The difference between being a code official in a small city versus a large city is the duties assigned. I have worked in a one-person department, where I performed all duties required to run a building department including being the assistant to the zoning administrator, code enforcement officer, an asbestos abatement supervisor, backflow preventer tester, etc.
I next moved to a three-person department, where I did not have as much to do hands on since I had a permit tech and a combination inspector. I was not responsible for code enforcement duties. I did, however, perform more administrative duties and plan reviews, and when a staff member was out of the office, I had to take on duties. A few times I was a one-person department due to both staff members being out of the office.
Now, I work in a large department where my administrative duties occupy all my time. My personal experience in all aspects associated with a building department and code enforcement department has helped prepare me to be a good building department administrator and capable to better serve the department and its stakeholders.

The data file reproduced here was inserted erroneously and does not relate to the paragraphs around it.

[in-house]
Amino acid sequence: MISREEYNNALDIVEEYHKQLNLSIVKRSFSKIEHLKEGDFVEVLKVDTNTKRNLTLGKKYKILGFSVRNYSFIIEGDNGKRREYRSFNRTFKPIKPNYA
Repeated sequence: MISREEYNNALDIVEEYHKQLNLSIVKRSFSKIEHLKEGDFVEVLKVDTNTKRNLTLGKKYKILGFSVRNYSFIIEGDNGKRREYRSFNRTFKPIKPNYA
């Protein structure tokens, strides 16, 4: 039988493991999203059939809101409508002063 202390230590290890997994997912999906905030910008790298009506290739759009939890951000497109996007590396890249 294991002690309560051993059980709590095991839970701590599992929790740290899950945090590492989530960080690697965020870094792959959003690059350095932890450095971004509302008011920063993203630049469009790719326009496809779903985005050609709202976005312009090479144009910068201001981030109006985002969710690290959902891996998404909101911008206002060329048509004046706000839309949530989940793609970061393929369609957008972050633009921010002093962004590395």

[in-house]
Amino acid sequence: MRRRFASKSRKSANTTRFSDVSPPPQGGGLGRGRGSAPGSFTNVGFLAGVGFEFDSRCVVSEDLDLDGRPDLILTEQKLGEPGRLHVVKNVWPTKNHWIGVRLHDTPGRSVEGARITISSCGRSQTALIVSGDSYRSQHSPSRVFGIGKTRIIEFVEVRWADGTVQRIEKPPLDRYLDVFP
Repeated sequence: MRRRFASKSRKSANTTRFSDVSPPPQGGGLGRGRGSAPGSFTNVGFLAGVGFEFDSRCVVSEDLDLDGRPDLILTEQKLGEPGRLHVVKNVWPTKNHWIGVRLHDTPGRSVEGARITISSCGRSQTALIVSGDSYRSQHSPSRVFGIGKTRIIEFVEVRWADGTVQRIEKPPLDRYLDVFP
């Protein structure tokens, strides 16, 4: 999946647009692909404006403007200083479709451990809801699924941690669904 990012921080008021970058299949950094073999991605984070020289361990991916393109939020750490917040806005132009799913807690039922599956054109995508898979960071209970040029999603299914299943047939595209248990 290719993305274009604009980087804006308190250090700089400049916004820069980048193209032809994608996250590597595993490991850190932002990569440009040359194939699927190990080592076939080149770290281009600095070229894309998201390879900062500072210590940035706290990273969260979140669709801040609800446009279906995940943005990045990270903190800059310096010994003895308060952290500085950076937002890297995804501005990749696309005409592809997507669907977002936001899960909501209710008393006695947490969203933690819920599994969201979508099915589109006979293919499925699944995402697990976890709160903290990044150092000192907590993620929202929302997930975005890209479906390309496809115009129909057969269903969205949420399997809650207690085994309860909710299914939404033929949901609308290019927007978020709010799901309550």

Having come from the private sector as a building code consultant and building department expediter in New York City and working for architects and engineers as their project manager preparing contract documents to file with the City, I can see and appreciate the differences in being on both sides of the counter. Each side has its responsibilities and liabilities and, in my opinion, feels equally heavy. Since I have been on both sides of the counter, I can understand the struggles each team experiences and the decisions that are made from both sides. But I also know the loopholes (interpretations) both teams use to get things either passed through the system or delayed.
The one common thing both groups must deal with is customer service. The building department has a responsibility to its shareholders and citizens while the private sector has a responsibility to their customers. This aspect of the process is why I believe both sides need to work together. There will always be challenges arriving to a mutual agreement, but in the end, the customer/citizen needs to be the winner. Whether you come from a city of 1,000 or 1,000,000 people, the goals are the same: to have the customer/citizen live, work, learn, or play in a safe built environment.
Izzy Rivera, CBO
Director at Large, BOAT
Chief Building Official, City of Amarillo